It is an everyone for himself movement anymore. No one knows for sure where we are going. Confusion seems to reign. Or at least it seems to me. Tolerance has replaced discipline. Free thinking has replaced obedience. Psychology has provided the basis for scripture exposition. The old ways seem to have been proven inefficient and everyone is struggling to find what works.

In the meantime, the world goes on it's merry way to hell. Oh, there are a few who have awakened to some of the major deficiencies of our church. Peace and justice has emerged into the vocabulary of the evangelical church. It's about time. Jesus' main talks dealt with peace and justice. He is more concerned about how we relate to the poor and disadvantaged than how marvelous our worship services are conducted.

Forgive me for saying this, but the Catholic church has recognized this for centuries. It's greatest ministry has been to the poor and disenfranchised. It's just they forget how to emphasize the fullness of repentance and conversion. So now my library reflects this. I have books from many of the emergent writers. As a result, my library, at present looks a little confused. Just as I am with what is going on in my evangelical world.

But by the grace of God, there is one book left I haven't mentioned in this overly long blog subject. And that is my Bible. It has been the rock and foundation of all I've read. Which Bible? You ask. The Bible of history. I've come to accept the Bible that has was canonized by the early church councils. It includes the Deuterocanonicals. (pass the smelling salts to my Protestant brethren and sisterns) (misspelling on purpose)
Don't get excited. Remember, the Bible of the reformers included those books. They weren't removed from our Bibles until, under pressure from the reformed Protestants, they were removed in the middle 1800's by a bible publisher. I don't hold them in high esteem like the Roman Catholics. I'm more in line with the Orthodox Church that sees the Deuterocononicals as a little less inspired than the rest of the scriptural books. And they add more than the Roman Catholics with other books as well. At best, they are inspired in the sense they convey some spiritual truth, but not fully inspired at the rest of the books of the Bible. They are rich in history and tradition from which we gain enormous understanding of the inter-testament period.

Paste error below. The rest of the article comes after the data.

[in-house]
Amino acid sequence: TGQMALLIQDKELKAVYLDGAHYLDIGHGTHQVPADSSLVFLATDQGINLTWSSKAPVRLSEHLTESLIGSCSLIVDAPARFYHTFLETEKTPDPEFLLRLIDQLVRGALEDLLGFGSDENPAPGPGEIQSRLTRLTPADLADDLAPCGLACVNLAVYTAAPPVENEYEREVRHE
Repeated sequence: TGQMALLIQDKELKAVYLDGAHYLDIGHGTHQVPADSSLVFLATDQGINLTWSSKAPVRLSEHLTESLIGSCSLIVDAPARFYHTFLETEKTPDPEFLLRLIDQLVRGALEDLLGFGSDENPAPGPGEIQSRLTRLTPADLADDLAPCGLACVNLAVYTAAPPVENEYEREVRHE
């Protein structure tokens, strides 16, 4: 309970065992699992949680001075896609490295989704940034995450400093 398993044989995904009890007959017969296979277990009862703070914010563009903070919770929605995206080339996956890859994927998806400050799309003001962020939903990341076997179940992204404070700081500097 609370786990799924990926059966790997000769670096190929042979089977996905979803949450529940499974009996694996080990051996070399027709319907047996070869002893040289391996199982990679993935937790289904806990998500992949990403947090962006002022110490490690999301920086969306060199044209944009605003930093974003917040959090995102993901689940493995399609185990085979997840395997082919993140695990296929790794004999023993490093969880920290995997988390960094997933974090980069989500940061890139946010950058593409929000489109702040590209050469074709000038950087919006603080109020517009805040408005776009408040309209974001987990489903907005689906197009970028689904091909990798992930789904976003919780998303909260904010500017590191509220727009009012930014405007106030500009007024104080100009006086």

In conclusion, the Bible has and will remain my most trusted source of teaching and learning. I'm gradually learning Lectio-divina which is simply reading, reflecting and praying the word into my heart. I'm not proficient at it yet, but am learning. My favorite versions are the English Standard Version (ESV) which the those of the reformed faith seem to love. The New International Version (NIV) for understanding, the New Revised Standard Version (NRSV) Catholic Version. Yes..even the gender inclusive version. Don't get me going on that silly argument. And I even like The Message bible. When you understand it was written for Eugene Peterson's kids so that they could relate in everyday language the general principles of the Bible, it is very good.

Well, that's my library and my life. I know I've painted myself into a corner. There are not many of my friends who share my belief or discoveries. It is controversial and will be misunderstood. But one of my gifts is an ability to see both sides of an issue. That is not popular with many people. We live in a polarized society. And as Christians are more and more marginalized, the more we become defensive with our own belief systems.
I hope to avoid that so that should the opportunity ever arise, I will be ready to share Christ to anyone who asks the reason for what I believe.

God bless you all and thank you for taking the time to read my rambling and poorly expressed thoughts. And apologies to Scott Mcknight for breaking every literary rule in the book.